Could Qiu's highly desirable claim heighten the sense, of a parent or perhaps of a child, that black people are being wantonly hunted down by police officers? It seems to us that it could.
Especially when based on inaccurate claims, can such perceptions cause serious harm? It seems to us that they can!
How should these shooting deaths be reported? We'll close today with two points—with points about two disproportions:
At present, certain black shooting deaths get reported and widely discussed. White shooting deaths do not.
This practice seems remarkably hard to justify, but there's zero chance it will stop. Our press corps runs on Storyline, and this is the one they now love.
It's also true that, in a fuller discussion of this very important topic, absolute numbers of shooting deaths must be adjusted for population. Our cable stars rarely adjust when their failure to do so cuts against Trump, but serious journalists should adjust for population here.
It's true! Roughly twice as many white people get shot and killed by police each year! But this is also true:
"When factoring in population size, Black Americans are killed by the police at more than twice the rate as white Americans." That fact is also true.
At "liberal" sites, the need to state that second fact will rarely arise, since the existence of white shooting deaths won't be mentioned at all. But on the rare occasion when someone like Trump actually makes an accurate statement, a fuller discussion must involve that nagging frequency gap.
A full discussion won't stop there, but that's where a fuller discussion must go. Where might a full discussion go after that?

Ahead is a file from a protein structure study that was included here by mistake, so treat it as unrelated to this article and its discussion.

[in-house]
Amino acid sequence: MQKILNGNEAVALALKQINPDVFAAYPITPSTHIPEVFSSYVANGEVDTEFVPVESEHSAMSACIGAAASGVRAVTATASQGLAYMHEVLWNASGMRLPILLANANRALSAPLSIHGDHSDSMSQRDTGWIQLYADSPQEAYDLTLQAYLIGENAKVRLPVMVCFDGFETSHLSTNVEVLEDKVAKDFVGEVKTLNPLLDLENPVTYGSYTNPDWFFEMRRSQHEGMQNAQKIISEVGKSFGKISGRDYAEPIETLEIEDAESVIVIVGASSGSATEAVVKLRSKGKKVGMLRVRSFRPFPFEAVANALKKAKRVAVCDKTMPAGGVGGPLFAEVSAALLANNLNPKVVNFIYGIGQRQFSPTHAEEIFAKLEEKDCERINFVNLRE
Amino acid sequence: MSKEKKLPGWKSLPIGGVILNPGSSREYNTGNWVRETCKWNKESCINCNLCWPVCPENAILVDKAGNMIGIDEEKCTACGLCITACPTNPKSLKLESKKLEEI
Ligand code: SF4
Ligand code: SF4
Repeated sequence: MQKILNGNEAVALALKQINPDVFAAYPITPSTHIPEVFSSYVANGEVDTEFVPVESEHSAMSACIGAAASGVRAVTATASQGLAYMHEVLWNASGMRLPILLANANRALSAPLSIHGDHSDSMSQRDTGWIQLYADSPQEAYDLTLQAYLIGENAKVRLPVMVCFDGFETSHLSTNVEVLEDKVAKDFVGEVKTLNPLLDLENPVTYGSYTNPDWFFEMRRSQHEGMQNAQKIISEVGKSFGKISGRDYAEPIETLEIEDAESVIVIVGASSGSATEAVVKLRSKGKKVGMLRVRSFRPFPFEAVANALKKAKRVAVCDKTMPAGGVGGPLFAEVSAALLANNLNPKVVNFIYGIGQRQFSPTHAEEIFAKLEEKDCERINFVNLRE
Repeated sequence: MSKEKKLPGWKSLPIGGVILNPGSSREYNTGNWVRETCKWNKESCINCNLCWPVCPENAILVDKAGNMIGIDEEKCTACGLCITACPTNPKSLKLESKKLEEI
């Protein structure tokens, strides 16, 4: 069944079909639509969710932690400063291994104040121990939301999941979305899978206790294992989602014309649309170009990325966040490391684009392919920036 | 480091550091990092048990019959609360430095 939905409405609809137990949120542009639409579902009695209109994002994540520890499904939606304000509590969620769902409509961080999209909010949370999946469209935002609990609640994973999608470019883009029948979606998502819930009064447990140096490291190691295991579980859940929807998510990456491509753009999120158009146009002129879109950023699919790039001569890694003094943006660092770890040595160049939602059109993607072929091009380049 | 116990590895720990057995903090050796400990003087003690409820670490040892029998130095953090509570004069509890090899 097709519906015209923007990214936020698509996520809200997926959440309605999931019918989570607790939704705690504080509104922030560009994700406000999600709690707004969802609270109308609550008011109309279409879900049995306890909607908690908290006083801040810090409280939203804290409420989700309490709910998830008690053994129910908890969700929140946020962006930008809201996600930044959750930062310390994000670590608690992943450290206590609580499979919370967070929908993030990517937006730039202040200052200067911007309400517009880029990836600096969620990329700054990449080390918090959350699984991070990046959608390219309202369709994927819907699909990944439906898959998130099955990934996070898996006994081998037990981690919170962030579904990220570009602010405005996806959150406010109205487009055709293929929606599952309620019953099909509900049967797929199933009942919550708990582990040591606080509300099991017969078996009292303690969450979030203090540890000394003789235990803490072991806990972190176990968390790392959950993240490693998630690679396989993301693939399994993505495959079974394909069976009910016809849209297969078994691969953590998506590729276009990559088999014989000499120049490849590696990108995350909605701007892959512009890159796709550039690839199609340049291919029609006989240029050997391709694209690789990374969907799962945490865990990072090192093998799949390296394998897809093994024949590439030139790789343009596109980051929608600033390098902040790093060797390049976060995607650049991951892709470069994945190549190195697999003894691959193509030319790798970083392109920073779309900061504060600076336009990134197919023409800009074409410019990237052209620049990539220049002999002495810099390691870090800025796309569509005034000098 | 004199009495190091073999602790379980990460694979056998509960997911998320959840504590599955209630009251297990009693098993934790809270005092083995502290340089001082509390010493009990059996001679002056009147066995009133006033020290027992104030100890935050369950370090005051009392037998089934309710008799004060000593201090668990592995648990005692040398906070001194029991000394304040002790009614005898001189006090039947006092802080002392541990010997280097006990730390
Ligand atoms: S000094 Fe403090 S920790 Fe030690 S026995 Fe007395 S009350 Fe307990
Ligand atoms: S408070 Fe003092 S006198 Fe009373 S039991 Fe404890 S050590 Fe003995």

We'll return to that question tomorrow. For today, we'll leave you with this:
The fact-check by the youthful Qiu came straight outta preferred Storyline. This is par for the course at the Times, a place where the virus has spread.
Tomorrow: Why so many shooting deaths? Also, what Sharpton said
Fuller disclosure: Sometimes, the shooting of an unarmed person must be scored as justified. For example:
Out in Minnesota, it turned out that Robert Christen was unarmed when he was shot and killed by that female deputy sheriff.
Christen is listed as "unarmed" at the Fatal Force site. That said, the deputy had no way to know that he was unarmed—and Christen, a former Big Ten fullback, was trying to bullrush past her into the house of his former girl friend, who he'd said he was going to kill.
Christen had a long, extremely painful history of mental illness. This case was tragic for all involved. Except in the realm of Storyline, many of these incidents are.
Sometimes, heinous killings do occur. So it was in the case of the late George Floyd, and in the case of the late Tony Timpa.